By Celine Sunin Beijing , Crowd funding might be a late bloomer in China, but it is taking on a different flavour from similar, well established services in the United States. Mainland crowd funding websites such as Demohour and Dreamore play down the investment aspect and emphasise their role in product innovation and public welfare. “We have never considered ourselves to be an internet financing company. In fact, we are no different from a Groupon or a presale retailer online,” said Chang Yu, founder and chief executive of Demohour, the first and at present the largest crowd funding platform on the mainland.
Founded in July 2011, Demohour.com has helped more than 2,000 projects without access to bank loans or wealthy private investors to raise funds from small contributors online.
More than 40 per cent of the projects reached their funding goals or pulled in more than their target within three months of listing.
Chang declined to disclose the total amount Demohour has raised so far but said each contributor gave an average of 300 yuan (HK$380).
Demohour focuses on innovative household gadgets and designer goods. Some of the new products promoted on the site have been a Bluetooth sound box made from bamboo, an anti-pollution air control system for cars, and an “intelligent wallet” that operates like a global positioning system, telling the user his or her location.
Although Demohour was inspired by US crowd funding website Kickstarter.com, Chang said there were huge differences between the US and Chinese markets.
Compared with the US, he said, the mainland has a weaker culture of donations, which is the basis of the crowd funding concept.
To run a crowd funding site in China means we have to find a balance between what we can do and what we cannot,” said Chang.
Despite the lack of detailed rules from the central government for the crowd funding industry, Chang and his colleagues have been cautious.
For example, the website does not accept projects that are starting from scratch; rather, fundraisers must demonstrate their product is at least half-finished before going online for further funds.
The website also guarantees a refund to every contributor in case the project fails to deliver what it promised.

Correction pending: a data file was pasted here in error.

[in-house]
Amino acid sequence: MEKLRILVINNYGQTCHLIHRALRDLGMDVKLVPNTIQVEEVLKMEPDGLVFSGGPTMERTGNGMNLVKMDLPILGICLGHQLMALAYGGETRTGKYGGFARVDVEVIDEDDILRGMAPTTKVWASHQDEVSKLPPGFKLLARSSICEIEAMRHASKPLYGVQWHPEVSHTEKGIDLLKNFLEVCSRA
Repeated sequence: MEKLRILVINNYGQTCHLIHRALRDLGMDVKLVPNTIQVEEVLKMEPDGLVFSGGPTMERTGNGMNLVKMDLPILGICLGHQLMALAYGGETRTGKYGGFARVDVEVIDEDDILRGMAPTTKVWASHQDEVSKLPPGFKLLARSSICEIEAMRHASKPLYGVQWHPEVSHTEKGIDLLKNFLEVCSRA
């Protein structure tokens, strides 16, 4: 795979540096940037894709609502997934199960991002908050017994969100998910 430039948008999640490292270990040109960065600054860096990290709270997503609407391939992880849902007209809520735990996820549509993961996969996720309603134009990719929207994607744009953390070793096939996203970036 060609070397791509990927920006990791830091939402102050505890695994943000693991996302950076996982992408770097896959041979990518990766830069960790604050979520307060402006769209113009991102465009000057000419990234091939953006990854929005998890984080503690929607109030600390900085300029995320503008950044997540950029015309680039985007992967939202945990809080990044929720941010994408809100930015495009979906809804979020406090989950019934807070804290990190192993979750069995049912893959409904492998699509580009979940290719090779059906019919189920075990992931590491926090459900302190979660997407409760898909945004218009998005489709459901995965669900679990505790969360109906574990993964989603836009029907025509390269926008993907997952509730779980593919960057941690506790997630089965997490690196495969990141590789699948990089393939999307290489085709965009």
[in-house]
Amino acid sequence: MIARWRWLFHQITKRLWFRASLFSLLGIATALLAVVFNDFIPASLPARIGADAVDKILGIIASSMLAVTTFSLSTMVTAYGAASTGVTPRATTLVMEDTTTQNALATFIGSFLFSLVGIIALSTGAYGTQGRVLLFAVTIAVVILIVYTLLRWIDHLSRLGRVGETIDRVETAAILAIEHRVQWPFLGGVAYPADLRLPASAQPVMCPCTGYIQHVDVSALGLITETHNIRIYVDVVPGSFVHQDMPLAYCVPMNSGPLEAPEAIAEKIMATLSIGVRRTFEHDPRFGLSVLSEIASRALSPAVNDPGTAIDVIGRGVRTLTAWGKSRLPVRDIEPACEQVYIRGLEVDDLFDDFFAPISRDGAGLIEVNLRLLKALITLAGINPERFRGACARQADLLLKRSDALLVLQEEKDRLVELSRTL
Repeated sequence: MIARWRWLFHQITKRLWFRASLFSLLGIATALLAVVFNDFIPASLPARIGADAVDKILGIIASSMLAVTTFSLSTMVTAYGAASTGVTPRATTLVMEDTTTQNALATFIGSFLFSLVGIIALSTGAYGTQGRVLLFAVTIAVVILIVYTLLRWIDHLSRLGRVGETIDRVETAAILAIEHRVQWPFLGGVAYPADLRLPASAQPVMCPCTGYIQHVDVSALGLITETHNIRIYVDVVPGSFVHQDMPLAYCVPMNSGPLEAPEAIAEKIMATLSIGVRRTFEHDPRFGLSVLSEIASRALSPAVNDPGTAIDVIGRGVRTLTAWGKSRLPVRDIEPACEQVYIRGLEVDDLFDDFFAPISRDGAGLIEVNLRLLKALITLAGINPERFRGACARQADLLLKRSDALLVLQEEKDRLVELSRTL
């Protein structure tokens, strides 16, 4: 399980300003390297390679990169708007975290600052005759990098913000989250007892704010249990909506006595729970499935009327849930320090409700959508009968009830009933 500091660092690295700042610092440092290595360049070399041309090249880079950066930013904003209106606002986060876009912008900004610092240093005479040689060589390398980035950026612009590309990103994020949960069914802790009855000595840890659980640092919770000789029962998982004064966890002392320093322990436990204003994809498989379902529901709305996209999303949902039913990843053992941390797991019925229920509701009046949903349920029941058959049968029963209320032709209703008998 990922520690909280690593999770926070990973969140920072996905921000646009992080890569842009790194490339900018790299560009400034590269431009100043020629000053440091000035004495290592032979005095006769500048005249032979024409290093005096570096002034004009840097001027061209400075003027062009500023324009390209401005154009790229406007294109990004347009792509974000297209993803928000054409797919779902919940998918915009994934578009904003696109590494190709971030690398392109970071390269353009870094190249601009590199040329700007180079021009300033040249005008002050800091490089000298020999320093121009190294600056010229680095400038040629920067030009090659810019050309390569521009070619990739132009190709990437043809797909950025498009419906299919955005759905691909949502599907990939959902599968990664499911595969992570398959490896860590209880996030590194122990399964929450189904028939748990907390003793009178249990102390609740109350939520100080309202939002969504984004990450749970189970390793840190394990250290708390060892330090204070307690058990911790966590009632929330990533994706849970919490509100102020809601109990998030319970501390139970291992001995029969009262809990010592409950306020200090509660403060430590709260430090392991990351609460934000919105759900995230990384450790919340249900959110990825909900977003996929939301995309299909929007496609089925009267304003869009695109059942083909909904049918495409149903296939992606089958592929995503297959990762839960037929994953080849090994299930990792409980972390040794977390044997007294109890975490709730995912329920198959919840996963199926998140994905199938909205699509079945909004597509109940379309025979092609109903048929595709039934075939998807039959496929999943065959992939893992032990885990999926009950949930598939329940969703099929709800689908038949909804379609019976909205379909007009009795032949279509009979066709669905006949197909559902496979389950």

“Crowd funding has just started to boom in China. There’s nothing worse than losing people’s trust or being involved in any financial fraud cases,” Chang said.
Cuptime is one of the most successful projects on Demohour. Invented by a small home-appliance start-up, Shenzhen Mecare Internet Technology, the white cup embedded with intelligent sensors can record a person’s daily water intake and remind him or her to drink water at an appropriate time.
To launch the as a mass market product, product in the mass market, the company needed at least 500,000 yuan for manufacturing.
With a funding goal of 250,000 yuan, it put the project on Demohour last December. Each donor would receive one or more cups, depending on the amount contributed.
The response was overwhelming: Cuptime received a total of 1.35 million yuan from more than 2,600 people within a month.
“Angel investors may also provide us with enough funds. But what we can get from a crowd funding platform is more than money,” said Li Xiaoliang, one of the cup’s inventors.
While raising funds on Demohour, the Cuptime team kept an open line of communications with contributors and collected opinions on the product. Based on that feedback, Mecare upgraded the packaging and attached a small filter for users who wanted to drink Chinese tea rather than water.
“Their opinions were so valuable in helping us make a better product before formally launching it into the market,” Li said.
Taking a different approach to Demohour, Beijing-based crowd funding website Dreamore.com operates more like an event organiser, raising funds for various art, cultural and public welfare causes as well as boosting awareness of these causes among youth.
Founded in September 2011, Dreamore has raised over 6 million yuan for more than 300 projects. Among the people who were funded were a filmmaker who needed sponsorship to travel to Tibet to shoot a documentary, a media professional who sought financial help to plant organic rice in his hometown, and two young girls who dreamt of selling their spicy cakes to more people.
Dreamore charges a 6 per cent commission on total funds raised by each project.
“Compared to those in the United States, Chinese contributors are very practical,” said Henry Chen Weibang, a co-founder of Dreamore.com.
“After giving hundreds or thousands of yuan, they are not expecting to be simply rewarded with a thank you card or a T-shirt. They want something that is more in line with what they have paid,” Chen said.
He said most of the projects offer their supporters coupons, souvenirs, books or DVDs.
Chen believes crowd funding platforms have a bright future in China, because the concept is in line with the central government’s goal of encouraging technological innovation in cultural industries.
“I believe this year will be a turning point for the development of crowd funding in China. We have seen the social interest in us growing very fast, and more investors and entrepreneurs intend to tap this market,” he said.